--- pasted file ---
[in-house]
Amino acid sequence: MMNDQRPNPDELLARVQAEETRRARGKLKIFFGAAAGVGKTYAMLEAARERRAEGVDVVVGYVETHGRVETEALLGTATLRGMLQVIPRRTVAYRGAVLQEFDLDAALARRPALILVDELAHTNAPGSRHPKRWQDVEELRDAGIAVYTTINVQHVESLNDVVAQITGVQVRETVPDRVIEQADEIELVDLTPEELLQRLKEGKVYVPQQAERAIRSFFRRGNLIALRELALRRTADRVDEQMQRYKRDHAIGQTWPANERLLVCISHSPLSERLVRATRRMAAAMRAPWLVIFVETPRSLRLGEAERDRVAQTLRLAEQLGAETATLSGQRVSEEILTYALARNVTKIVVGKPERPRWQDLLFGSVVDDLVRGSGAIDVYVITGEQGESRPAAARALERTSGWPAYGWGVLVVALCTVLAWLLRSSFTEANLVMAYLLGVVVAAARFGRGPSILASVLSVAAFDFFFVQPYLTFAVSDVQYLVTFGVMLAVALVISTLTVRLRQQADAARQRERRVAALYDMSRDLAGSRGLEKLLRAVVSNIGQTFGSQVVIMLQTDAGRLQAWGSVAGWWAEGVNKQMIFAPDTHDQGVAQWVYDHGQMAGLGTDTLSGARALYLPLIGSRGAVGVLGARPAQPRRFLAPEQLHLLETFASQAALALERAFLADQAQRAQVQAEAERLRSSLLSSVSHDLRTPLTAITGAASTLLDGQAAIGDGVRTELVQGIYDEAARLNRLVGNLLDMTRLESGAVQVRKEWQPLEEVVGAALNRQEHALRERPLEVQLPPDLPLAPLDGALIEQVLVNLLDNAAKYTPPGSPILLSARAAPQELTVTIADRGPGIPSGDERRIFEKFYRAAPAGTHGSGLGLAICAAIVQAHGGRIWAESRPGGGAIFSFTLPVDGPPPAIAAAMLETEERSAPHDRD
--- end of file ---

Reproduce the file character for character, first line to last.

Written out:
[in-house]
Amino acid sequence: MMNDQRPNPDELLARVQAEETRRARGKLKIFFGAAAGVGKTYAMLEAARERRAEGVDVVVGYVETHGRVETEALLGTATLRGMLQVIPRRTVAYRGAVLQEFDLDAALARRPALILVDELAHTNAPGSRHPKRWQDVEELRDAGIAVYTTINVQHVESLNDVVAQITGVQVRETVPDRVIEQADEIELVDLTPEELLQRLKEGKVYVPQQAERAIRSFFRRGNLIALRELALRRTADRVDEQMQRYKRDHAIGQTWPANERLLVCISHSPLSERLVRATRRMAAAMRAPWLVIFVETPRSLRLGEAERDRVAQTLRLAEQLGAETATLSGQRVSEEILTYALARNVTKIVVGKPERPRWQDLLFGSVVDDLVRGSGAIDVYVITGEQGESRPAAARALERTSGWPAYGWGVLVVALCTVLAWLLRSSFTEANLVMAYLLGVVVAAARFGRGPSILASVLSVAAFDFFFVQPYLTFAVSDVQYLVTFGVMLAVALVISTLTVRLRQQADAARQRERRVAALYDMSRDLAGSRGLEKLLRAVVSNIGQTFGSQVVIMLQTDAGRLQAWGSVAGWWAEGVNKQMIFAPDTHDQGVAQWVYDHGQMAGLGTDTLSGARALYLPLIGSRGAVGVLGARPAQPRRFLAPEQLHLLETFASQAALALERAFLADQAQRAQVQAEAERLRSSLLSSVSHDLRTPLTAITGAASTLLDGQAAIGDGVRTELVQGIYDEAARLNRLVGNLLDMTRLESGAVQVRKEWQPLEEVVGAALNRQEHALRERPLEVQLPPDLPLAPLDGALIEQVLVNLLDNAAKYTPPGSPILLSARAAPQELTVTIADRGPGIPSGDERRIFEKFYRAAPAGTHGSGLGLAICAAIVQAHGGRIWAESRPGGGAIFSFTLPVDGPPPAIAAAMLETEERSAPHDRD